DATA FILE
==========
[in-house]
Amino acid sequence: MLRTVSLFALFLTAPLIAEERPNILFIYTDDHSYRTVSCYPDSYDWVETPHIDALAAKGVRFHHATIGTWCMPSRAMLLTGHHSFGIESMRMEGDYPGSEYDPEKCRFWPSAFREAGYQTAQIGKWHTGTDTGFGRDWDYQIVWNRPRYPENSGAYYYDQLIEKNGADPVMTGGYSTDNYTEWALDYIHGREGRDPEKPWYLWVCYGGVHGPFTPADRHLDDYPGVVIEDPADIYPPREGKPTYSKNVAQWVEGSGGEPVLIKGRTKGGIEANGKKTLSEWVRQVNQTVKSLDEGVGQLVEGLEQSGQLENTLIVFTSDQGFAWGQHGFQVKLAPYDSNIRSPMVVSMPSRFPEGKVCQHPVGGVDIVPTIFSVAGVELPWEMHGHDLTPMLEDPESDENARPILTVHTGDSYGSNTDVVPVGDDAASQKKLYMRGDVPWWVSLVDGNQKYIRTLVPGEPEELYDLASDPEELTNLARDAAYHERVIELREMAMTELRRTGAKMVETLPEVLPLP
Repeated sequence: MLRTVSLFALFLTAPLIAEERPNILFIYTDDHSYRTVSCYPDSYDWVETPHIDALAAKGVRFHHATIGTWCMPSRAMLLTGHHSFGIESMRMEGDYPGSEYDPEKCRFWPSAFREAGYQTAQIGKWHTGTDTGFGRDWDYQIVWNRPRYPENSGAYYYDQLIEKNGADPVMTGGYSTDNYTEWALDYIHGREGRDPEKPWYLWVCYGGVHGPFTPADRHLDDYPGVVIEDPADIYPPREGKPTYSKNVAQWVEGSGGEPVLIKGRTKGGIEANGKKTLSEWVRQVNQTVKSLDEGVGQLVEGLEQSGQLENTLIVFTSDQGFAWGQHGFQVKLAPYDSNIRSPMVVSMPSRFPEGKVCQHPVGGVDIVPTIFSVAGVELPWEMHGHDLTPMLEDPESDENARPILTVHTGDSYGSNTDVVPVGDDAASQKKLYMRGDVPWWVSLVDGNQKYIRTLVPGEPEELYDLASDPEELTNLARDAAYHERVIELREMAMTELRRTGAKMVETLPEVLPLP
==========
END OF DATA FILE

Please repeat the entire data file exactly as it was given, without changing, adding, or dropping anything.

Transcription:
[in-house]
Amino acid sequence: MLRTVSLFALFLTAPLIAEERPNILFIYTDDHSYRTVSCYPDSYDWVETPHIDALAAKGVRFHHATIGTWCMPSRAMLLTGHHSFGIESMRMEGDYPGSEYDPEKCRFWPSAFREAGYQTAQIGKWHTGTDTGFGRDWDYQIVWNRPRYPENSGAYYYDQLIEKNGADPVMTGGYSTDNYTEWALDYIHGREGRDPEKPWYLWVCYGGVHGPFTPADRHLDDYPGVVIEDPADIYPPREGKPTYSKNVAQWVEGSGGEPVLIKGRTKGGIEANGKKTLSEWVRQVNQTVKSLDEGVGQLVEGLEQSGQLENTLIVFTSDQGFAWGQHGFQVKLAPYDSNIRSPMVVSMPSRFPEGKVCQHPVGGVDIVPTIFSVAGVELPWEMHGHDLTPMLEDPESDENARPILTVHTGDSYGSNTDVVPVGDDAASQKKLYMRGDVPWWVSLVDGNQKYIRTLVPGEPEELYDLASDPEELTNLARDAAYHERVIELREMAMTELRRTGAKMVETLPEVLPLP
Repeated sequence: MLRTVSLFALFLTAPLIAEERPNILFIYTDDHSYRTVSCYPDSYDWVETPHIDALAAKGVRFHHATIGTWCMPSRAMLLTGHHSFGIESMRMEGDYPGSEYDPEKCRFWPSAFREAGYQTAQIGKWHTGTDTGFGRDWDYQIVWNRPRYPENSGAYYYDQLIEKNGADPVMTGGYSTDNYTEWALDYIHGREGRDPEKPWYLWVCYGGVHGPFTPADRHLDDYPGVVIEDPADIYPPREGKPTYSKNVAQWVEGSGGEPVLIKGRTKGGIEANGKKTLSEWVRQVNQTVKSLDEGVGQLVEGLEQSGQLENTLIVFTSDQGFAWGQHGFQVKLAPYDSNIRSPMVVSMPSRFPEGKVCQHPVGGVDIVPTIFSVAGVELPWEMHGHDLTPMLEDPESDENARPILTVHTGDSYGSNTDVVPVGDDAASQKKLYMRGDVPWWVSLVDGNQKYIRTLVPGEPEELYDLASDPEELTNLARDAAYHERVIELREMAMTELRRTGAKMVETLPEVLPLP